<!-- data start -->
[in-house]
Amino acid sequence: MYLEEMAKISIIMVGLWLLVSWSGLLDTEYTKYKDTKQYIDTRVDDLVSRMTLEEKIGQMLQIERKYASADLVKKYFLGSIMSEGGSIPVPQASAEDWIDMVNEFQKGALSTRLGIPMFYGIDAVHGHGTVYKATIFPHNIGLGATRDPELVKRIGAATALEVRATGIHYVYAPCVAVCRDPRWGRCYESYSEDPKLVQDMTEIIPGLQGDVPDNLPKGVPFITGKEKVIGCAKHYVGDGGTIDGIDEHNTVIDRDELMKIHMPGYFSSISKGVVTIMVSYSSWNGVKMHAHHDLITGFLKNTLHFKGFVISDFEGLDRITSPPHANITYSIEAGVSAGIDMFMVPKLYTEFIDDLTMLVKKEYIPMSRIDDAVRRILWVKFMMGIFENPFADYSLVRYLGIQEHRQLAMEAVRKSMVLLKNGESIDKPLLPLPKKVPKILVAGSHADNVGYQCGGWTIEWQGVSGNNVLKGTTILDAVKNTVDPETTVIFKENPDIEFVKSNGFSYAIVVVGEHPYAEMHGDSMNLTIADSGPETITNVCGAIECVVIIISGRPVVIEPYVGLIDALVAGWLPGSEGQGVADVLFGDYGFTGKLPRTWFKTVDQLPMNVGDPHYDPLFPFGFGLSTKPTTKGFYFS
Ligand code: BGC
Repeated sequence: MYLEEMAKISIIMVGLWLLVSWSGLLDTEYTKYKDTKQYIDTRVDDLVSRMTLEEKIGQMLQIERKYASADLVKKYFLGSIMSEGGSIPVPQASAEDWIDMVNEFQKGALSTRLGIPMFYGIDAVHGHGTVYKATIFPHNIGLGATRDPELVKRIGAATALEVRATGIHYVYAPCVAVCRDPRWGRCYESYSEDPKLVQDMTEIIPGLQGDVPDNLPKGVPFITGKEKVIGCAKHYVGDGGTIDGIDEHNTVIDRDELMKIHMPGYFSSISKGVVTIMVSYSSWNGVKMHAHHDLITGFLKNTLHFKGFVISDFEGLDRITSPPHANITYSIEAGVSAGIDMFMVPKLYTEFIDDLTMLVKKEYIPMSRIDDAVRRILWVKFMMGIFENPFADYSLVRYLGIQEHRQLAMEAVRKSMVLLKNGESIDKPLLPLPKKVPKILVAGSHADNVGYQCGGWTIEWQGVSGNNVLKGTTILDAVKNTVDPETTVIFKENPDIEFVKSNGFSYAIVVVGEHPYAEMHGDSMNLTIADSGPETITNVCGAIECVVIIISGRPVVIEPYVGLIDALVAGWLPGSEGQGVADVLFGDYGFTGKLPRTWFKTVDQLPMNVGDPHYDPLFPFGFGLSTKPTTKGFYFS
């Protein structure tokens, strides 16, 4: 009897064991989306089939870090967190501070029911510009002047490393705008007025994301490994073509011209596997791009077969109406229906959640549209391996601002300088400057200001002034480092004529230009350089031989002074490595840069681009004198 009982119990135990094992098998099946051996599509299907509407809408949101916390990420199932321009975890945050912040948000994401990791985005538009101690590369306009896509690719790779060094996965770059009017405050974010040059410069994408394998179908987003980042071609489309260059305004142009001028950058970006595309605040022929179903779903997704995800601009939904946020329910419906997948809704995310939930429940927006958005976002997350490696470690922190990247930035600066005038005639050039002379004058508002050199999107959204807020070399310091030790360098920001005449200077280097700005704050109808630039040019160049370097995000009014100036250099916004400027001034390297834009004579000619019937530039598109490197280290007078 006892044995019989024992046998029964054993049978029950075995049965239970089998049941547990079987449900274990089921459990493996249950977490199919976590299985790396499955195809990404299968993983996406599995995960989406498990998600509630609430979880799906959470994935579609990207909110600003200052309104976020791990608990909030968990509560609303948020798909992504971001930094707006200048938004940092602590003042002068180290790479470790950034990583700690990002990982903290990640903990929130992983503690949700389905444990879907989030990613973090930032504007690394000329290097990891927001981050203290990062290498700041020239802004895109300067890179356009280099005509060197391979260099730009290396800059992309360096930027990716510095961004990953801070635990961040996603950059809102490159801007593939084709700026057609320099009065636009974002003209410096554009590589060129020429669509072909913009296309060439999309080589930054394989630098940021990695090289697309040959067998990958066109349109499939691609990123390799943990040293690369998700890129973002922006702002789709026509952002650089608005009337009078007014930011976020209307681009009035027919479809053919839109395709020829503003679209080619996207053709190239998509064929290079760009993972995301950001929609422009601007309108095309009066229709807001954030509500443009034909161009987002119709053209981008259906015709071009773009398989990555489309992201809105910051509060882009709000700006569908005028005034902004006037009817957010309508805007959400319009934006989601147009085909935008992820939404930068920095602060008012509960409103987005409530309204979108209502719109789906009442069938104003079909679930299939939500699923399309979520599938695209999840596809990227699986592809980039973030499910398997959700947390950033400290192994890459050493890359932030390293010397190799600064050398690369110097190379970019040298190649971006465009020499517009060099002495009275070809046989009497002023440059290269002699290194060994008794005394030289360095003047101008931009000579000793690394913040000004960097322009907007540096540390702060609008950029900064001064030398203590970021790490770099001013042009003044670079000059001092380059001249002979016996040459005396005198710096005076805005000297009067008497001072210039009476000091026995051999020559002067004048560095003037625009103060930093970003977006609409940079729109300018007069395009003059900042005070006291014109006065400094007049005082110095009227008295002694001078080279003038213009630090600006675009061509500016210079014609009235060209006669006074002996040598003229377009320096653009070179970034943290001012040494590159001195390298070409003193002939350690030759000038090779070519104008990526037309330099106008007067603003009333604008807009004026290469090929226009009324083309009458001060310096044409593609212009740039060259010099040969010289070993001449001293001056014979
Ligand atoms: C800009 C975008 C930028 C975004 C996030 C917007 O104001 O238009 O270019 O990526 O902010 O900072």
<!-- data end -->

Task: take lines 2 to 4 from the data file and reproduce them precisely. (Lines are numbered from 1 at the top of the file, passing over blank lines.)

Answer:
Amino acid sequence: MYLEEMAKISIIMVGLWLLVSWSGLLDTEYTKYKDTKQYIDTRVDDLVSRMTLEEKIGQMLQIERKYASADLVKKYFLGSIMSEGGSIPVPQASAEDWIDMVNEFQKGALSTRLGIPMFYGIDAVHGHGTVYKATIFPHNIGLGATRDPELVKRIGAATALEVRATGIHYVYAPCVAVCRDPRWGRCYESYSEDPKLVQDMTEIIPGLQGDVPDNLPKGVPFITGKEKVIGCAKHYVGDGGTIDGIDEHNTVIDRDELMKIHMPGYFSSISKGVVTIMVSYSSWNGVKMHAHHDLITGFLKNTLHFKGFVISDFEGLDRITSPPHANITYSIEAGVSAGIDMFMVPKLYTEFIDDLTMLVKKEYIPMSRIDDAVRRILWVKFMMGIFENPFADYSLVRYLGIQEHRQLAMEAVRKSMVLLKNGESIDKPLLPLPKKVPKILVAGSHADNVGYQCGGWTIEWQGVSGNNVLKGTTILDAVKNTVDPETTVIFKENPDIEFVKSNGFSYAIVVVGEHPYAEMHGDSMNLTIADSGPETITNVCGAIECVVIIISGRPVVIEPYVGLIDALVAGWLPGSEGQGVADVLFGDYGFTGKLPRTWFKTVDQLPMNVGDPHYDPLFPFGFGLSTKPTTKGFYFS
Ligand code: BGC
Repeated sequence: MYLEEMAKISIIMVGLWLLVSWSGLLDTEYTKYKDTKQYIDTRVDDLVSRMTLEEKIGQMLQIERKYASADLVKKYFLGSIMSEGGSIPVPQASAEDWIDMVNEFQKGALSTRLGIPMFYGIDAVHGHGTVYKATIFPHNIGLGATRDPELVKRIGAATALEVRATGIHYVYAPCVAVCRDPRWGRCYESYSEDPKLVQDMTEIIPGLQGDVPDNLPKGVPFITGKEKVIGCAKHYVGDGGTIDGIDEHNTVIDRDELMKIHMPGYFSSISKGVVTIMVSYSSWNGVKMHAHHDLITGFLKNTLHFKGFVISDFEGLDRITSPPHANITYSIEAGVSAGIDMFMVPKLYTEFIDDLTMLVKKEYIPMSRIDDAVRRILWVKFMMGIFENPFADYSLVRYLGIQEHRQLAMEAVRKSMVLLKNGESIDKPLLPLPKKVPKILVAGSHADNVGYQCGGWTIEWQGVSGNNVLKGTTILDAVKNTVDPETTVIFKENPDIEFVKSNGFSYAIVVVGEHPYAEMHGDSMNLTIADSGPETITNVCGAIECVVIIISGRPVVIEPYVGLIDALVAGWLPGSEGQGVADVLFGDYGFTGKLPRTWFKTVDQLPMNVGDPHYDPLFPFGFGLSTKPTTKGFYFS